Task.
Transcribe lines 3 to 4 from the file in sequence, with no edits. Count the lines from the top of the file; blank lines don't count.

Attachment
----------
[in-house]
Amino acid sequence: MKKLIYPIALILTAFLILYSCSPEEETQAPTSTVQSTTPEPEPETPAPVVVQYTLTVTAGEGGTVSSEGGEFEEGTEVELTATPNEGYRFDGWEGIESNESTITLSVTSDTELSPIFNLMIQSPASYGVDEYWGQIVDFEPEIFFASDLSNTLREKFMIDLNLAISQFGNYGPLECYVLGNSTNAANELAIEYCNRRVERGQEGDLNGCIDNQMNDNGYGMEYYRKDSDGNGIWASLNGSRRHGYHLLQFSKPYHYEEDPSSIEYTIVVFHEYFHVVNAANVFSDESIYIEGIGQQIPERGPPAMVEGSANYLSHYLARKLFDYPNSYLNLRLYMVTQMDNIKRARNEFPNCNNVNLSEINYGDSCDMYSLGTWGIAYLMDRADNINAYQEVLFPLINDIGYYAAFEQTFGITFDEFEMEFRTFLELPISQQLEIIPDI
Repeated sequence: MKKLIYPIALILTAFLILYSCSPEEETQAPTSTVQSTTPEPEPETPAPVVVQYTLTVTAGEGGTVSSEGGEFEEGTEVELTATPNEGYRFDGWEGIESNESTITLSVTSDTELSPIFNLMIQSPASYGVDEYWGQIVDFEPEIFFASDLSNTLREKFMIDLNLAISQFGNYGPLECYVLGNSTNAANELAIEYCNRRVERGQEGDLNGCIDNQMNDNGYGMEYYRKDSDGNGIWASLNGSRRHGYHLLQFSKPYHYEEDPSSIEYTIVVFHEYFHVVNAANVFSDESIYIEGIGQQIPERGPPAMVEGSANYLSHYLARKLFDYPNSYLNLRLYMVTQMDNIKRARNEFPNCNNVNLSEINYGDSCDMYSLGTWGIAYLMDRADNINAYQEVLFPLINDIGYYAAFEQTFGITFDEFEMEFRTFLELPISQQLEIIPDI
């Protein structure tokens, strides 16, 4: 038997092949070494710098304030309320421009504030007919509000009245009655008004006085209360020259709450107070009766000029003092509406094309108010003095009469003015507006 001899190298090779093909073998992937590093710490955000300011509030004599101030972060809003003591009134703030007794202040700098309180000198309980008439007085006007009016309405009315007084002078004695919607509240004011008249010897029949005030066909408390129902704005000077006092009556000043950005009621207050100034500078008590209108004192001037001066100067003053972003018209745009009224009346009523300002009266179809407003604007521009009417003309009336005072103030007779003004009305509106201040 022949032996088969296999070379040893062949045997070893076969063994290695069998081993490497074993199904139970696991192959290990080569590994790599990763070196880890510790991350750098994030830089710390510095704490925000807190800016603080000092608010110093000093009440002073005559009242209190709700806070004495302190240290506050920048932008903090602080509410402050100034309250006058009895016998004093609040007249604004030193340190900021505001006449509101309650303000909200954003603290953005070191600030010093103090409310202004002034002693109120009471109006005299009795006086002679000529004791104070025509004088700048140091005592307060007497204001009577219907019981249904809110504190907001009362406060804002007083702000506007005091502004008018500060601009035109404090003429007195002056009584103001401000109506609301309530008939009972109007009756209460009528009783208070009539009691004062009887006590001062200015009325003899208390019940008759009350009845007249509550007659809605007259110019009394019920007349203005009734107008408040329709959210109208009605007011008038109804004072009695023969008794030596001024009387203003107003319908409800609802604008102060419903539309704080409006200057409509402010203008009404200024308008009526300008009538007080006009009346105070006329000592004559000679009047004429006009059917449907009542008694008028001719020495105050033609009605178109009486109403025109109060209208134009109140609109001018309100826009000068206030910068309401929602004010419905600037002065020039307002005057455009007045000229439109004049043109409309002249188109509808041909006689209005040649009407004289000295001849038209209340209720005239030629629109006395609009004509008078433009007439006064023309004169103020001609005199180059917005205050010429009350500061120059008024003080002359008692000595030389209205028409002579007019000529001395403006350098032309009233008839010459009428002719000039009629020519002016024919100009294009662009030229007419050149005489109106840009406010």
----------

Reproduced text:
Repeated sequence: MKKLIYPIALILTAFLILYSCSPEEETQAPTSTVQSTTPEPEPETPAPVVVQYTLTVTAGEGGTVSSEGGEFEEGTEVELTATPNEGYRFDGWEGIESNESTITLSVTSDTELSPIFNLMIQSPASYGVDEYWGQIVDFEPEIFFASDLSNTLREKFMIDLNLAISQFGNYGPLECYVLGNSTNAANELAIEYCNRRVERGQEGDLNGCIDNQMNDNGYGMEYYRKDSDGNGIWASLNGSRRHGYHLLQFSKPYHYEEDPSSIEYTIVVFHEYFHVVNAANVFSDESIYIEGIGQQIPERGPPAMVEGSANYLSHYLARKLFDYPNSYLNLRLYMVTQMDNIKRARNEFPNCNNVNLSEINYGDSCDMYSLGTWGIAYLMDRADNINAYQEVLFPLINDIGYYAAFEQTFGITFDEFEMEFRTFLELPISQQLEIIPDI
């Protein structure tokens, strides 16, 4: 038997092949070494710098304030309320421009504030007919509000009245009655008004006085209360020259709450107070009766000029003092509406094309108010003095009469003015507006 001899190298090779093909073998992937590093710490955000300011509030004599101030972060809003003591009134703030007794202040700098309180000198309980008439007085006007009016309405009315007084002078004695919607509240004011008249010897029949005030066909408390129902704005000077006092009556000043950005009621207050100034500078008590209108004192001037001066100067003053972003018209745009009224009346009523300002009266179809407003604007521009009417003309009336005072103030007779003004009305509106201040 022949032996088969296999070379040893062949045997070893076969063994290695069998081993490497074993199904139970696991192959290990080569590994790599990763070196880890510790991350750098994030830089710390510095704490925000807190800016603080000092608010110093000093009440002073005559009242209190709700806070004495302190240290506050920048932008903090602080509410402050100034309250006058009895016998004093609040007249604004030193340190900021505001006449509101309650303000909200954003603290953005070191600030010093103090409310202004002034002693109120009471109006005299009795006086002679000529004791104070025509004088700048140091005592307060007497204001009577219907019981249904809110504190907001009362406060804002007083702000506007005091502004008018500060601009035109404090003429007195002056009584103001401000109506609301309530008939009972109007009756209460009528009783208070009539009691004062009887006590001062200015009325003899208390019940008759009350009845007249509550007659809605007259110019009394019920007349203005009734107008408040329709959210109208009605007011008038109804004072009695023969008794030596001024009387203003107003319908409800609802604008102060419903539309704080409006200057409509402010203008009404200024308008009526300008009538007080006009009346105070006329000592004559000679009047004429006009059917449907009542008694008028001719020495105050033609009605178109009486109403025109109060209208134009109140609109001018309100826009000068206030910068309401929602004010419905600037002065020039307002005057455009007045000229439109004049043109409309002249188109509808041909006689209005040649009407004289000295001849038209209340209720005239030629629109006395609009004509008078433009007439006064023309004169103020001609005199180059917005205050010429009350500061120059008024003080002359008692000595030389209205028409002579007019000529001395403006350098032309009233008839010459009428002719000039009629020519002016024919100009294009662009030229007419050149005489109106840009406010």